Sketch by Jack Chalker

Fort Canning

Survival:-

Fort Canning

Fort Canning was the headquarters of the General Staff and the Royal Corps of Signals. I was to take over from L/C Mackie who was being returned to the regiment.

A platoon truck was ready waiting when I reached the guardroom and soon on our way to my new home at Fort Canning.

Fort Canning was a complete change to me, no drills or parades, and the accommodation was much better. The work in the Garrison Adjutant's Office was more to my liking and had a heavy work-load, often still in the office late at night typing Part 1 or 2 orders and correspondence. I could not understand why a Tamil was employed to do the pays of the garrison when there were people like myself able to do the job.

My work there was difficult, as the Garrison Adjutant and the Garrison Sergeant Major were unreliable, often missing from their posts, frankly they were a couple of alcoholics. This became an embarrassment on many occasions when H.Q. telephoned for one or the other to go across to the underground headquarters. This was a labyrinth of corridors and offices, operations rooms and corps of signals built under the reservoir which fed water supply to most of Singapore.

Most Saturday nights and Sundays I could get a pass to leave the Fort as these were issued from the G.A's office. I became friendly with a Corporal serving with the R.C.S., who came from Blackpool and used to talk about the Tower Ballroom and the great times he had there. He had seen all the major ballroom championships and was well versed in who was at the top then.

So Tommy Barker and myself arranged to go dancing at the Happy World, and 1 was interested to watch him dance. I must admit he had a style of his own and he seemed to float over the floor, and I loved watching him dance. We never went out alone and arranged our outings to suit his shifts.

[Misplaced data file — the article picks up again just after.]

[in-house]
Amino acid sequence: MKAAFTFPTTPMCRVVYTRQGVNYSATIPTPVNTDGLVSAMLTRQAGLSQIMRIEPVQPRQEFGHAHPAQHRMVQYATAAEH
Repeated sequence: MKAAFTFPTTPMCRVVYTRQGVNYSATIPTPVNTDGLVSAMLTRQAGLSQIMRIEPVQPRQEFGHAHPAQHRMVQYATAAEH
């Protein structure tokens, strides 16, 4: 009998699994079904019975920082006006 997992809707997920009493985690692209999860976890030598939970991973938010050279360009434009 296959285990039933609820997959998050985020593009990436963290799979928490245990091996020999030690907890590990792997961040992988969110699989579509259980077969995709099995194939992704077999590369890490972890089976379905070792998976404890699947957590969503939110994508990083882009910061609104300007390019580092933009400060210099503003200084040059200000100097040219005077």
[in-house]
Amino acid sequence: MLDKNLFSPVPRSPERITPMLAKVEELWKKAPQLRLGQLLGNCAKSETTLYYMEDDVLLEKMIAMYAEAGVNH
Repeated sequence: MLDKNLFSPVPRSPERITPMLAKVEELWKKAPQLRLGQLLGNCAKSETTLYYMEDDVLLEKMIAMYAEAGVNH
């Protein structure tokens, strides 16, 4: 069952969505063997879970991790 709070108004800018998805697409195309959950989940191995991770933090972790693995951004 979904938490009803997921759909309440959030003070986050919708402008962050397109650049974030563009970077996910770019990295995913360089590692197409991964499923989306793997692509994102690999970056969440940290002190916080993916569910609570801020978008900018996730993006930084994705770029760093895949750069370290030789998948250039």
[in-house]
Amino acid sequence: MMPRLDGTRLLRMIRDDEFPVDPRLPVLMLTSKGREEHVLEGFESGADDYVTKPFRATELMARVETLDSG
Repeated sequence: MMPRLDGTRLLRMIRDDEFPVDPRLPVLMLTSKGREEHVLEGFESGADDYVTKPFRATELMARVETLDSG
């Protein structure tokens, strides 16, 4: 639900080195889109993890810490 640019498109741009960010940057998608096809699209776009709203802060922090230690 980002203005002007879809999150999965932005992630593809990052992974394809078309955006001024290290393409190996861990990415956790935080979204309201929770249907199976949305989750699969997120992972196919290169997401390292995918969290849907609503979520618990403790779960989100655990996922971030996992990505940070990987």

One night at the Happy World there was a notice up for an Amateur Ballroom Championship to be held the following Friday night. "Why don't you have a go Alistair?" my pal said. "Why don't you?" I replied. Anyway we talked about it during the evening and Tommy was very.

persistent, to such an extent he approached the Chinese girl (Nita) to enter with me. As she could not speak English he was unable to make her understand. That, then, seemed to be the end of it, but not so. He went up to four Chinese men sitting at another table to see if any of them spoke or understood English. Apparently one did, so Tommy pressurised him into approaching Nita and explaining what was wanted. After much excitable talking the chap came over and said she would but was very nervous about it all.

It was left that we would be there on Friday, and as Tommy and I returned to the Fort I was trying to persuade him to also enter, but he was adamant that he would be cheer leader.

Friday night arrived with the two of us, dressed in our whites, highly polished brass buttons, looking as good as one can in army uniform. For once, the dance hall was full when we arrived. Lo and behold we were surprised as Nita was dressed in a long beautiful white evening gown and had a very special hair-do. This was very pleasing and in my own way managed to convey to her that she looked stunning. We had a few dances together before the competition started.